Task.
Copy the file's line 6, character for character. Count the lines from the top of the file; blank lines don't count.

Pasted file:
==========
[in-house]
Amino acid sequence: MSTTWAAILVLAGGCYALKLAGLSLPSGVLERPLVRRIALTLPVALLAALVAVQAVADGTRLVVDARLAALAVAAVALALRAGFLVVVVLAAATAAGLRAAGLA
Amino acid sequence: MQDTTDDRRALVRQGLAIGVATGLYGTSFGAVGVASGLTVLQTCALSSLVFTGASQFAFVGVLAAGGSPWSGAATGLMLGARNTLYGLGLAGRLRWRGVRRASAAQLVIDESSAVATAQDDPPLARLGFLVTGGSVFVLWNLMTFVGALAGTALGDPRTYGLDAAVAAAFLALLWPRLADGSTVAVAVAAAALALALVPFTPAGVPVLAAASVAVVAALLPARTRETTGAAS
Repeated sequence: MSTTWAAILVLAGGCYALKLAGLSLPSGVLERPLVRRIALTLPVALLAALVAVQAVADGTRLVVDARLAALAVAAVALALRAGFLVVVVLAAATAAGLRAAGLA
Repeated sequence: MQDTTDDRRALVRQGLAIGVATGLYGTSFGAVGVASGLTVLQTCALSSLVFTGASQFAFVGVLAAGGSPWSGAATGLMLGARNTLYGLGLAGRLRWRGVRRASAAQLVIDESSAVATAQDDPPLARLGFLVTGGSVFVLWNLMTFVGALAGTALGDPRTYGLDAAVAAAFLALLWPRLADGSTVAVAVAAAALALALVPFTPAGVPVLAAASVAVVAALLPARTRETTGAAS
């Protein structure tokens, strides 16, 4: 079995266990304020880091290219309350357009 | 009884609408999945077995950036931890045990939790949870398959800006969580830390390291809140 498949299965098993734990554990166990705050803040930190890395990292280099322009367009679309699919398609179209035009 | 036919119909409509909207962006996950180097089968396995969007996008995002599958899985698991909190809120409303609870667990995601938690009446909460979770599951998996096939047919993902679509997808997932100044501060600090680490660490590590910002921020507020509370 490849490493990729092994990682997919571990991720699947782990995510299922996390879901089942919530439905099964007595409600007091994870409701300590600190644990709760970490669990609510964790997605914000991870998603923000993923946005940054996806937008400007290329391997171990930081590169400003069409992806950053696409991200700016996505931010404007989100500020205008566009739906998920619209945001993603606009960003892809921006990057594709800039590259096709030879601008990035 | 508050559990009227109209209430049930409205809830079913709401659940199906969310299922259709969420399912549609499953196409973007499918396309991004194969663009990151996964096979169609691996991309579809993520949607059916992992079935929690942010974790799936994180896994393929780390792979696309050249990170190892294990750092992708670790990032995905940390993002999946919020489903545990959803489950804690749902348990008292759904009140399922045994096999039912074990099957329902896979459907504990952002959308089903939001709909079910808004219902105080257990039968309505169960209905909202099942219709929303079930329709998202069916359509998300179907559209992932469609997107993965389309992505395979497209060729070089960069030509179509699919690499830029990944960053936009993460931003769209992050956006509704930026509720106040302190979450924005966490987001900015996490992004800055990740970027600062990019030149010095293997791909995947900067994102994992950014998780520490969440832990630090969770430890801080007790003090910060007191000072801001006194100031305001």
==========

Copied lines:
């Protein structure tokens, strides 16, 4: 079995266990304020880091290219309350357009 | 009884609408999945077995950036931890045990939790949870398959800006969580830390390291809140 498949299965098993734990554990166990705050803040930190890395990292280099322009367009679309699919398609179209035009 | 036919119909409509909207962006996950180097089968396995969007996008995002599958899985698991909190809120409303609870667990995601938690009446909460979770599951998996096939047919993902679509997808997932100044501060600090680490660490590590910002921020507020509370 490849490493990729092994990682997919571990991720699947782990995510299922996390879901089942919530439905099964007595409600007091994870409701300590600190644990709760970490669990609510964790997605914000991870998603923000993923946005940054996806937008400007290329391997171990930081590169400003069409992806950053696409991200700016996505931010404007989100500020205008566009739906998920619209945001993603606009960003892809921006990057594709800039590259096709030879601008990035 | 508050559990009227109209209430049930409205809830079913709401659940199906969310299922259709969420399912549609499953196409973007499918396309991004194969663009990151996964096979169609691996991309579809993520949607059916992992079935929690942010974790799936994180896994393929780390792979696309050249990170190892294990750092992708670790990032995905940390993002999946919020489903545990959803489950804690749902348990008292759904009140399922045994096999039912074990099957329902896979459907504990952002959308089903939001709909079910808004219902105080257990039968309505169960209905909202099942219709929303079930329709998202069916359509998300179907559209992932469609997107993965389309992505395979497209060729070089960069030509179509699919690499830029990944960053936009993460931003769209992050956006509704930026509720106040302190979450924005966490987001900015996490992004800055990740970027600062990019030149010095293997791909995947900067994102994992950014998780520490969440832990630090969770430890801080007790003090910060007191000072801001006194100031305001």